Crow’s responses to these questions generally dealt with the “archaic” nature of academia. He believes institutions are set on being just like every other university and are afraid to be different.

The take-home message Crow left with session attendees was that change will come from action and that younger generations need to implement the ideas they have in order to create sustainable change. In addition, universities should be supporting — not hindering — their students’ goals of enacting new ideas.

“This is not as much a rhetorical fight as it is an action fight,” Crow said. “The rhetoric is out there, the words are out there, so let’s just do things.”

How to succeed by cultivating adaptability for the future of work

Sethuraman Panchanathan shares a mindset that will serve you well into the future

January 8, 2020

All jobs require critical thinking skills that allow us to assess situations, projects and directives, make informed judgments and pivot as necessary when changing circumstances and priorities dictate. In today’s workplace climate, the term "adaptability" takes on new meaning. Jobs and career paths are in a state of flux. This presents opportunities for dynamic growth and advancement, particularly if you can demonstrate to a current or potential employer your understanding of this changing paradigm.

As an adviser to the White House American AI and Industries of the Future initiatives, I am innately aware of the nation’s perception of the advancement of automation and its potential impact on the ways we live, learn and work. With the recent, rapid advances in technology and artificial intelligence (AI), we’re all looking for ways to position ourselves to be successful in the future of work. I encourage an attitude of optimism, as we collectively embrace a world in which machines and humans work together to accomplish things neither could do alone. It’s imperative that as lifelong learners, we continually strive to adapt to evolving workplace dynamics in the following ways: The word Adaptability Download Full Image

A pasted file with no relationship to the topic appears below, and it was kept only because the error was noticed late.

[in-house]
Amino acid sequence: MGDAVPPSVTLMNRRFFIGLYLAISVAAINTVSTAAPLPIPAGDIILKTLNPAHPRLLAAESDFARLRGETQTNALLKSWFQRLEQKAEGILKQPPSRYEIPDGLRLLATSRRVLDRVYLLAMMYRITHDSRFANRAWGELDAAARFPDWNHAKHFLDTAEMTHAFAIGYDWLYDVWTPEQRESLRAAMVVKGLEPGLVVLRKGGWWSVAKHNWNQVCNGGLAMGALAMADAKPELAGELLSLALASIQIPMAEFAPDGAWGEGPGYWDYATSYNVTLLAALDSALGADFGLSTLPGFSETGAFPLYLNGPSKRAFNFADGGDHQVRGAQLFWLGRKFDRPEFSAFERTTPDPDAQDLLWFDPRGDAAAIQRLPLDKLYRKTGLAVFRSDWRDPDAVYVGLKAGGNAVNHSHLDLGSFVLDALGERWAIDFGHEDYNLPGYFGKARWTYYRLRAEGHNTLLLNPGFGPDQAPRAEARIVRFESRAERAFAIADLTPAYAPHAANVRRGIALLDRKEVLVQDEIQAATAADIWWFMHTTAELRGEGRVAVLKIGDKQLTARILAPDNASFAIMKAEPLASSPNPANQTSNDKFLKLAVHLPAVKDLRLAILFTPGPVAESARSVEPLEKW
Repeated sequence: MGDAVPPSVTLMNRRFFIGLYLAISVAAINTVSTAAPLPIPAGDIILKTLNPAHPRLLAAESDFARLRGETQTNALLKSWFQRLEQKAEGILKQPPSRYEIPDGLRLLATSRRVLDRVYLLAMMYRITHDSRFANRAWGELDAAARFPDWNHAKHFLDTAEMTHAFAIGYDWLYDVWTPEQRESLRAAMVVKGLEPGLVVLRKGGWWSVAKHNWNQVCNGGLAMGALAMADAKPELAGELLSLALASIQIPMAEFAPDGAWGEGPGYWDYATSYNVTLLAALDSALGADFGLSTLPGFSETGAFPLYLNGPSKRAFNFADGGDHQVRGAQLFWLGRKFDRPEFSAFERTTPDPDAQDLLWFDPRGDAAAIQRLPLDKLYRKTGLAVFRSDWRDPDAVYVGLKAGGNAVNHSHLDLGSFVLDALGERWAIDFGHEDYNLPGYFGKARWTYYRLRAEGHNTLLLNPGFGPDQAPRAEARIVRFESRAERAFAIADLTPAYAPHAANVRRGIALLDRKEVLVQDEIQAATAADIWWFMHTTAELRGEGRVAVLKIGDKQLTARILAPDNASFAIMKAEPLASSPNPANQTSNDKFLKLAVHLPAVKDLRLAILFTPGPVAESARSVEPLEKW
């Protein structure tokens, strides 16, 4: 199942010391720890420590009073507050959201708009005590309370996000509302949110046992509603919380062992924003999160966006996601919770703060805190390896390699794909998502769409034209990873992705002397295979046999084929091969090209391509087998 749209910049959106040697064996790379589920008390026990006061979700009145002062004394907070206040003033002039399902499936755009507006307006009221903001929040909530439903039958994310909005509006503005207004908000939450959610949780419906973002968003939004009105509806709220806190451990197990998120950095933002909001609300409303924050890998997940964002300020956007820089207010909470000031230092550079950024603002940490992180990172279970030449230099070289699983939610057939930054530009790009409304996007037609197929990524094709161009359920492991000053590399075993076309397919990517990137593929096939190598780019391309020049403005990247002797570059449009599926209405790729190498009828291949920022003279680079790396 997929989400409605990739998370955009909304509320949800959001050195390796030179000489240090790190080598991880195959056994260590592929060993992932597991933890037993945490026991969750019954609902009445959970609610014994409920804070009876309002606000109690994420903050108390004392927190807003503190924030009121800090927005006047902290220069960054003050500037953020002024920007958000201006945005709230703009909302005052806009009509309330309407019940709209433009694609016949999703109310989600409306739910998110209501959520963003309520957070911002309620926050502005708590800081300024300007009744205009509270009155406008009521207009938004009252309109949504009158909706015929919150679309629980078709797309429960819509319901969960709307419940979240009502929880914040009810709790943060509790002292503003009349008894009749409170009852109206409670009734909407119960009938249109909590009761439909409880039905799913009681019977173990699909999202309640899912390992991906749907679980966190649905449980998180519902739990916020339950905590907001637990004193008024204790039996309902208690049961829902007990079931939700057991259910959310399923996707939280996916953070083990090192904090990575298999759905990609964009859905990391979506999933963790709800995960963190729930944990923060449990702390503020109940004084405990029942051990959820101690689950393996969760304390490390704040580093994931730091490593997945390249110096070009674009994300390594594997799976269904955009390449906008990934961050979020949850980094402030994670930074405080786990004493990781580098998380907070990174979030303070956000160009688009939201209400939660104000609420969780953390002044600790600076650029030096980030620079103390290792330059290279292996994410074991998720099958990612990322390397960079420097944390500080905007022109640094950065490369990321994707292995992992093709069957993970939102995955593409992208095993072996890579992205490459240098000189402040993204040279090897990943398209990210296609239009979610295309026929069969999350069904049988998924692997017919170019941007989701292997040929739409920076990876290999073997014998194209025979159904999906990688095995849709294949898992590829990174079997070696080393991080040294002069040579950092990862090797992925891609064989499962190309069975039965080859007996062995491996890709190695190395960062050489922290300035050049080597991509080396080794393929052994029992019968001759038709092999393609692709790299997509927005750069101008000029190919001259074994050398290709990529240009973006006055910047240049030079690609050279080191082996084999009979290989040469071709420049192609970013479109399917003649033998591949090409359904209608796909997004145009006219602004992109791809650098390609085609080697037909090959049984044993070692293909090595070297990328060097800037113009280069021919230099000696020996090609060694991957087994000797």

Develop and employ an entrepreneurial mindset. This doesn’t always mean you have to launch your own business, but rather, it’s a matter of finding ways to innovate, to grow, take calculated risks, and expand and excel in your profession. 

Be aware of factors that stand to change the fundamentals of the way you work. Is automation playing an increasing role in how your company operates? Are new hires expected to have particular skill sets that you don’t have? Pay attention to what’s coming through the pipeline, and be proactive in adapting as necessary to ensure you remain relevant.

Be enthusiastically prepared to evolve with your company. This could mean requesting mentoring to come quickly up to speed on institutional knowledge, cross-training to learn the needs and operations of other departments, or upskilling and reskilling as necessary to advance and thrive in your company.

Expect and embrace change and prepare accordingly. Develop not only your professional abilities, but other skills, like critical thinking, empathy and creativity. Being well-versed and well-rounded in your mindsets will ensure you are an asset to your employer (or employers) throughout the course of your career.

As the future of work continues to evolve, corporations will be drawn to lifelong master learners who possess an innovative, creative mindset. As such, being adaptable in today’s workplace includes recognizing and accepting that change is continuous. Choose to go with changing the tide rather than fight against it.

Written by Sethuraman Panchanathan, ASU’s chief research and innovation officer. “Panch” leads the Knowledge Enterprise, which advances research, innovation, strategic partnerships, entrepreneurship and international development at ASU. His research is in human-centered multimedia computing, haptic user interfaces, person-centered tools and ubiquitous computing technologies.

This story appears in the winter 2020 issue of ASU Thrive magazine.